Damir Avdagic is an interdisciplinary artist who uses performance, video and text to address issues of historical memory and identity. By collecting and performing dialogues that are circumscribed by a single historical event, Avdagic reflects on how history is passed, consciously or unconsciously, to the next generation, and its effects on cultural identity, nationality and the self. The historical background for Avdagic’s body of work is the civil war in former Yugoslavia (1991-1995) from which his family fled in 1993 to Norway.
Damir Avdagic (born 1987, Banja Luka, Bosnia and Herzegovina) obtained a degree from The Royal Danish Academy of Fine Arts in Copenhagen, and holds an MFA from The University of California in Los Angeles. Avdagic has exhibited internationally at Another Space, Copenhagen; KALA Art Institute, Berkeley; Fotogalleriet, Oslo; and Entree Galleri, Bergen, Norway, amongst others. He is the recipient of several grants and prizes, including The Fulbright Scholarship, the NORAM scholarship from Norway-America Association, and BKH’s Photo Art Prize.
Residents from Norway
Kiluanji Kia Henda
Kiluanji Kia Henda employs a surprising sense of humour in his work, which often hones in on themes of identity, politics, and perceptions of postcolonialism and modernism in Africa. Practicing in the fields of photography, video, and performance, Henda has tied his multidisciplinary approach to a sharp sense of criticality. A profound springboard into this realm comes from growing up in a household of photography enthusiasts. Furthermore, his conceptual edge has been sharpened by immersing himself in music, avantgarde theatre, and collaborating with a collective of emerging artists in Luanda’s art scene.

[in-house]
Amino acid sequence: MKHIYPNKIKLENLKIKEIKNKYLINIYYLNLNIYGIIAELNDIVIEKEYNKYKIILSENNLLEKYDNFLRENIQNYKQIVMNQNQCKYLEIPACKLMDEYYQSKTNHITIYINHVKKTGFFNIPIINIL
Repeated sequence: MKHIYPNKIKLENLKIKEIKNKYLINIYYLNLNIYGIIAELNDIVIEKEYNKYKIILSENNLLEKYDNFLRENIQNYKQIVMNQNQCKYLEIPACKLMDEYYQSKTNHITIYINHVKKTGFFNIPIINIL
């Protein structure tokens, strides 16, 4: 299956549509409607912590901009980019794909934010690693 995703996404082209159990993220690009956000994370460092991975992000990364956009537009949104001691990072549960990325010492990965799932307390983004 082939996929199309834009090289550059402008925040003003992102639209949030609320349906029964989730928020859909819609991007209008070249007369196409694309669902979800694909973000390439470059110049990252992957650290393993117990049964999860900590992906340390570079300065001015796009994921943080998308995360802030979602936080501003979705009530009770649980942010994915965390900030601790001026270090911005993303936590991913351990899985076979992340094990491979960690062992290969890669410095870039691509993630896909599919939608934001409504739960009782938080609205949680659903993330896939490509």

Kiluanji Kia Henda (born 1979, Luanda, Angola) is a self-taught Luanda-based artist, working with photography, video and performance. He has had exhibitions at institutions including Tate Liverpool, 2017; SCAD Museum, Savannah, 2016; Centre George Pompidou, Paris, 2016; National Museum of African Art – Smithsonian Institution, Washington, D.C., 2015; Tamayo Museum, Mexico, 2012; and Arnolfini, Bristol, 2012. He participated in the 2015 Triennial: Surround Audience, New Museum, New York; Dakar Biennale, 2014; Bienal de Sao Paulo, 2007; Venice Biennale, 2007, and the Luanda Triennale, 2007. He is winner of 2017 Frieze Artist Award and the 2012 National Prize of Art and Culture, awarded by the Ministry of Culture, Luanda, Angola.
Gracia Khouw’s works explore language, both visual and auditory. She creates minimal geometrical arrangements in which our comprehension of letters and their symbolic meaning are disturbed. Khouw’s images float between purely geometrical designs and readable letters and symbols.
Gracia Khouw attended the Willem de Kooning Academy, Rotterdam, and the Design Academy Eindhoven. Khouw has exhibited at art spaces internationally including at the Visual Arts Center of New Jersey and at the Rotterdam Contemporary Art Fair, and her work is part of private collections around the world. She is represented by Galerie Hein Elferink.